World Autism Awareness Day: how autistic people can get through quarantine
Written by Oliver Little on 2 avril 2020
It’s world autism awareness day, in what represents an incredibly trying time for children and adults who suffer from autism all over the world. I’m speaking to Tom Purser, who is the Head of Campaigns for the National Autistic Society in the United Kingdom. So Tom tell me, why does quarantine constitute such a difficult issue for autistic people ?
<< For the 700,000 autistic children and adults in the UK, this is a massive disruption for their daily lives. Things like your favourite local cafe being closed, supermarket shelves not having a particular type of food you might eat every day and disruption to school and care services having a massive impact for autistic people. >>
So what you’re saying is that the biggest issue is the not having a guaranteed structure and routine whether that be the big things or the small ?
<< Autistic people can find the world very overwhelming. They can struggle with unexpected changes, noise, smell, light etc and they can find it difficult to process new information. What this situation has done is impact all of those things, so there is lots of information coming out every single day with new rules, changes. People might be stuck at home in a totally different environment than they’re used to. Social interaction for example they might be surrounded by siblings too. >>
And just how much does this change from person to person? I suppose I’m saying obviously there’s an autism spectrum, but that’s not what I’m talking about. Are there different aspects of this need to have a routine that will affect some autistic people more than others or do they just all sort of fall under the same bracket ?
<< We do know the five things : needing more time to process information, finding social situations anxiety provoking, unexpected changes anxiety provoking, different ways of experiencing sensory information and a difficulty with communication. All of those things are being impacted for them at the moment. For some people potentially not being able to get a certain type of food might be the most impactful thing for them, for someone else it might be the changed sensory environment. >>
So what advice have you got particularly for autistic children, but most of all for the parents who are trying to help both themselves and their children ?
<< We’ve got information in a number of formats on our website and then we’ve got some resources to help people establish a new routine so even if they are self-isolating for 14 days, they can still establish a routine around their day and have a structure despite the unpredictability of everything that is happening. >>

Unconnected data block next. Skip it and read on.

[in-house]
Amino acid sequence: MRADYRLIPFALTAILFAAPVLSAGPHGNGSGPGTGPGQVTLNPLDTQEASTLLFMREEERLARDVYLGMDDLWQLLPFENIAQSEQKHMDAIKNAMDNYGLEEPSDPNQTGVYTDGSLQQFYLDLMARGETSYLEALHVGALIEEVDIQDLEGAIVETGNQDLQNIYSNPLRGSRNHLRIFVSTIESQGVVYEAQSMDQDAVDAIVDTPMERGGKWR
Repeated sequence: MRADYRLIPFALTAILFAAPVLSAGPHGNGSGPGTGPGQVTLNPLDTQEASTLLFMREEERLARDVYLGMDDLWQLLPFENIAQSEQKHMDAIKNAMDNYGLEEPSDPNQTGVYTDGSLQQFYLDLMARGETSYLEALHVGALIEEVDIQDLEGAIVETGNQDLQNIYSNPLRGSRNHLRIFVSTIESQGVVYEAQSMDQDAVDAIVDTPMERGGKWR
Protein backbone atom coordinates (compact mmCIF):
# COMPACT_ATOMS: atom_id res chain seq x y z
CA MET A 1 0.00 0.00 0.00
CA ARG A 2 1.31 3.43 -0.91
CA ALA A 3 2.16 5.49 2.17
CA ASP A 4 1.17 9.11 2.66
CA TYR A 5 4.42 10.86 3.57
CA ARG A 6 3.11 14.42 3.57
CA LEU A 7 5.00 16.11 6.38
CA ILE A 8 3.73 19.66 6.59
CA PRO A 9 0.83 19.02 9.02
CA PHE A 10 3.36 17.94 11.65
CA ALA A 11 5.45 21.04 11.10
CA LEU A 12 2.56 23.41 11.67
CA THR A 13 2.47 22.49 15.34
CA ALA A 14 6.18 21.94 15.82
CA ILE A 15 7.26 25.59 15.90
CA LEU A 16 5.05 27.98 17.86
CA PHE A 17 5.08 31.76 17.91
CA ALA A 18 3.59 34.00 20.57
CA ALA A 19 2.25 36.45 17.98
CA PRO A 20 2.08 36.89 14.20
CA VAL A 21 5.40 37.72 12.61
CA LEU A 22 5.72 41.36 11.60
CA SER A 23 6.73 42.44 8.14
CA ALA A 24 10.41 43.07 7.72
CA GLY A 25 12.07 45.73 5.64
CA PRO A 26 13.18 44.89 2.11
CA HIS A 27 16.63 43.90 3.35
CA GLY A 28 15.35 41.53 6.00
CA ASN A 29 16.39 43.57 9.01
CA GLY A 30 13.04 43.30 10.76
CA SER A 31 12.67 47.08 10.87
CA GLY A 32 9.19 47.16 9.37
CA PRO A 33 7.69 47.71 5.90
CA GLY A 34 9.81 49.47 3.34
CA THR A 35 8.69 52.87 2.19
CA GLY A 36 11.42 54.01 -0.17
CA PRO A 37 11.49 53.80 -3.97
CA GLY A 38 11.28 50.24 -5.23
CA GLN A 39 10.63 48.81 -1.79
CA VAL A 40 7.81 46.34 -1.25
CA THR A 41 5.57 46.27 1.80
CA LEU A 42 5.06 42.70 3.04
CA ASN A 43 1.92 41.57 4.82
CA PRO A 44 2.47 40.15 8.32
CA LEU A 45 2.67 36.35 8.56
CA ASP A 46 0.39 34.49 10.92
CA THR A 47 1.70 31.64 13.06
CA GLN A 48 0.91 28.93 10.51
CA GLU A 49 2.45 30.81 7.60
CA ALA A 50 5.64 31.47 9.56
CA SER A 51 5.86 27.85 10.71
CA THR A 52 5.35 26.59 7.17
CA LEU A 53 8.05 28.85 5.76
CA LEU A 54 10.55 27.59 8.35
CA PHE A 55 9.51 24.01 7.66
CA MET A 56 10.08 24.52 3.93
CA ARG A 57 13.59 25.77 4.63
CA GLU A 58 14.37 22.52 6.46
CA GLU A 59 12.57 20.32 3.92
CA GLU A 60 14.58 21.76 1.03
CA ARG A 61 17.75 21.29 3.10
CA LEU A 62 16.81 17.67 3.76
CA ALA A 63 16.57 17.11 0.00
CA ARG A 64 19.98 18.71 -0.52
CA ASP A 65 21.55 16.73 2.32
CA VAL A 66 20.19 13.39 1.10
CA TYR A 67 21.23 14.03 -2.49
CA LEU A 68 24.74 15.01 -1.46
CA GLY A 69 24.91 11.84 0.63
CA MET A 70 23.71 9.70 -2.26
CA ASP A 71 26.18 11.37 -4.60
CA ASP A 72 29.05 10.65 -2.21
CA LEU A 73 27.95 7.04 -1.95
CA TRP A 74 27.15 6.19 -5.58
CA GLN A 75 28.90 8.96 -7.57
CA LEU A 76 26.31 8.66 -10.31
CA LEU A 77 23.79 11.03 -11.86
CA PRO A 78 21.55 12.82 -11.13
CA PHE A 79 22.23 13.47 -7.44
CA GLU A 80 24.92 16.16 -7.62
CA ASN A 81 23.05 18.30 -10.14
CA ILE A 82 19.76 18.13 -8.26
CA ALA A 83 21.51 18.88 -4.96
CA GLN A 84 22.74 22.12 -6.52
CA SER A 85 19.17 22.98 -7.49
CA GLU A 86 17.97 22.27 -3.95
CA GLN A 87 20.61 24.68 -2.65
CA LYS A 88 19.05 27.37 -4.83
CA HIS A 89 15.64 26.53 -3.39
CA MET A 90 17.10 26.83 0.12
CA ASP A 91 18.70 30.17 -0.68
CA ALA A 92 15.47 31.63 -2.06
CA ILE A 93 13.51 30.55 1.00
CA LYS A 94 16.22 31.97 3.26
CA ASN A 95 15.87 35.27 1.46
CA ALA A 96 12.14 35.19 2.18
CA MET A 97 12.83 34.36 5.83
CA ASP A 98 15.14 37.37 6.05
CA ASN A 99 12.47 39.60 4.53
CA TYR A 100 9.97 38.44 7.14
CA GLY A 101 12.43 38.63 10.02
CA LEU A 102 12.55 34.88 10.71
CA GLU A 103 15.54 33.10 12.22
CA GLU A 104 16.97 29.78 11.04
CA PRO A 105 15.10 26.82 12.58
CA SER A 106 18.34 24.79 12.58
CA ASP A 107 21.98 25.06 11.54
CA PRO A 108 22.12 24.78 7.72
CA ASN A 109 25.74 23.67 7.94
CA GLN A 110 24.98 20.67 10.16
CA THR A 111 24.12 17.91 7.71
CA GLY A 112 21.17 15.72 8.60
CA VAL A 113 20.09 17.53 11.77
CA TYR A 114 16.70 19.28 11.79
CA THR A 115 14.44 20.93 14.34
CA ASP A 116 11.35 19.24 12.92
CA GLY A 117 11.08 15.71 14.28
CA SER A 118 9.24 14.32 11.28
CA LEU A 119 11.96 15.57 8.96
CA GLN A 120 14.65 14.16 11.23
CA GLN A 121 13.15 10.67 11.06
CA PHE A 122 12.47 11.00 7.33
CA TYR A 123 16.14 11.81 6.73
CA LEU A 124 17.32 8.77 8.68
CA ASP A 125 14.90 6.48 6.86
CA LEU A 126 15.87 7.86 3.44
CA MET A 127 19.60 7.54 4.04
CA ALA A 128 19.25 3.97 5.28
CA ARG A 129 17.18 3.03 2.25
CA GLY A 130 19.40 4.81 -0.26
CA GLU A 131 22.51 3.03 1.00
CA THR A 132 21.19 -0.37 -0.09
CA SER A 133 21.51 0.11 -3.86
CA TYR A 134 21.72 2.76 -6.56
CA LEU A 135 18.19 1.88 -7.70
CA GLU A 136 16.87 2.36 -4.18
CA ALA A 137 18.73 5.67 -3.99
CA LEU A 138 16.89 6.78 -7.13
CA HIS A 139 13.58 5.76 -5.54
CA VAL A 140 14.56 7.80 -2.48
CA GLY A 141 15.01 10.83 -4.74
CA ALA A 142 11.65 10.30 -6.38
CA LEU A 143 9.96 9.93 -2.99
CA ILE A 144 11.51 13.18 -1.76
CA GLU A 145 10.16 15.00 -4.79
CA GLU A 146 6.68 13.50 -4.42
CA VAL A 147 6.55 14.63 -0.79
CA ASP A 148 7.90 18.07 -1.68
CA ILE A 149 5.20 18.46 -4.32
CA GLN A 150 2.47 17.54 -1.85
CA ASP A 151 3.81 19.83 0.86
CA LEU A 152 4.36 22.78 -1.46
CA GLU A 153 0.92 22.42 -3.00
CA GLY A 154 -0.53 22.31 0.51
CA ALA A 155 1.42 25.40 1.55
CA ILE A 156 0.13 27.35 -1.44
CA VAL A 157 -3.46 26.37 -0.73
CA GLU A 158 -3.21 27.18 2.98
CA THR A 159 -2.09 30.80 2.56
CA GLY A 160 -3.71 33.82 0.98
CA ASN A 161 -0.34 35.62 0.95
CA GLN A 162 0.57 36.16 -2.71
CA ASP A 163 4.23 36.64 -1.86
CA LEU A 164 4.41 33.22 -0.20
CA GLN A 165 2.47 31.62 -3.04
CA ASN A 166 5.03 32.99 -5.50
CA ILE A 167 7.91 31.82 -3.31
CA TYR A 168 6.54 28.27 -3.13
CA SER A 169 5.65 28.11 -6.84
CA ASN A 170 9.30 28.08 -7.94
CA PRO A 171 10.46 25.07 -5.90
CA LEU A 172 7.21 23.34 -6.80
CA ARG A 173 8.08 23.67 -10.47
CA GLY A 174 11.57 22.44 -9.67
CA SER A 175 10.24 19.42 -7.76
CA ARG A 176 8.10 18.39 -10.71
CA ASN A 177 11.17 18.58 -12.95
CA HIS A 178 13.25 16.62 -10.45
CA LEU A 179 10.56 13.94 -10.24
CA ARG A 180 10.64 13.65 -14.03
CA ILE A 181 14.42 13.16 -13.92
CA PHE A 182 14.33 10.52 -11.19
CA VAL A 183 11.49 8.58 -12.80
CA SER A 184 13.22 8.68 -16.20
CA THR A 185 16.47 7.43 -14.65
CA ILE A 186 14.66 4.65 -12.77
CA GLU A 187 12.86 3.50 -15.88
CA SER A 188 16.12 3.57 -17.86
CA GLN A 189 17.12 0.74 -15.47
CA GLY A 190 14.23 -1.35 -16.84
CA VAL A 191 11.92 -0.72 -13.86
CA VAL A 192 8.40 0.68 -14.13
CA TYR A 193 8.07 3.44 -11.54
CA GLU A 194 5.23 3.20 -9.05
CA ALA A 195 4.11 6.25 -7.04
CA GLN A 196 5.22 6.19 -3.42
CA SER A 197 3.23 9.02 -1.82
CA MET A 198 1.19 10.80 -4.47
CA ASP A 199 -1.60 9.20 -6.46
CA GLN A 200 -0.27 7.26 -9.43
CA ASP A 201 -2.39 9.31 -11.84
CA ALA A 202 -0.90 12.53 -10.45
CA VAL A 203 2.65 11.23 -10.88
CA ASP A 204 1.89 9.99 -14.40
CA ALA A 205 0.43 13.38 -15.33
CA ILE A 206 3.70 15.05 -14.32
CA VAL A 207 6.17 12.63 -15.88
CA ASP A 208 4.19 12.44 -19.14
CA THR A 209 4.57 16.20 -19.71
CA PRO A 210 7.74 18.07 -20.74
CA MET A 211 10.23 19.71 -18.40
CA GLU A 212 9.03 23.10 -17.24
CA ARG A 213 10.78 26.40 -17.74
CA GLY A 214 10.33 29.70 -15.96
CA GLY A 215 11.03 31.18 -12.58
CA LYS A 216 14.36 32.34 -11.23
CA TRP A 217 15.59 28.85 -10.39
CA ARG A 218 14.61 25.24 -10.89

Now let’s talk about the UK for a moment, obviously confinement has lasted nearly two weeks now. Just how much has your job changed since first of all the possibility of the pandemic hitting the UK came about, and second of all since the start of confinement ?
<< There is a huge thirst for information and resources around it, we are taking what our volunteers offer online, and it has changed the focus of things in one respect but in many ways the challenge remains the same. We know that what they often need support with is issues around social isolation, around accessing services whether that’s normal day to day services like supermarkets or whether it’s social care services. >>
For an autistic person who is in the unfortunate situation where they are living alone, something that I’d imagine that would be incredibly incredibly difficult, what advice would you have for them ?
<< We’ve got lots of advice around employment and what they can do in the workplace, and to manage anxiety, but some of it is just some really practical tips, like making sure that they are setting up a regular point where they are checking in and having regular communication with someone, in a way that means they don’t get overwhelmed by communication but just so that they can check in. >>
Boris Johnson obviously gave a time frame for turning the crisis around just in time for summer. Obviously know one knows if this will actually be the case, but what are the problems for autistic people given that with this crisis, there’s no clear end date ?
<< Autistic people were already some of the most isolated people in the UK. Our worry is that the longer it goes on, the greater that isolation can become and the greater the risk of an impact on people’s mental health. We need to see a response from the government to make sure that charities can keep doing the work that they’re doing.
Are these the kind of problems where as they get into a routine, as they establish a pattern of behaviour it actually might get easier for autistic people over the course of the quarantine, or because of increased boredom, increased social stress it will just become more and more difficult ?
<< Autistic people can adapt to change, it just depends how well they are being supported. I think if those things are put in place there is no reason why they can’t adjust to this new reality just like anyone else. Though the longer you work on the structure and the new routine, the harder it is to go back to how things used to be. We still have some big things we need to clarify, such as autistic people needing to access vulnerable shopping slots for example, since they may struggle to stand in a queue for an hour and a half due to their autism. >>
There are plenty of support resources on the National Autistic Society website that can help autistic children, autistic adults and parents of autistic children to make this confinement period easier.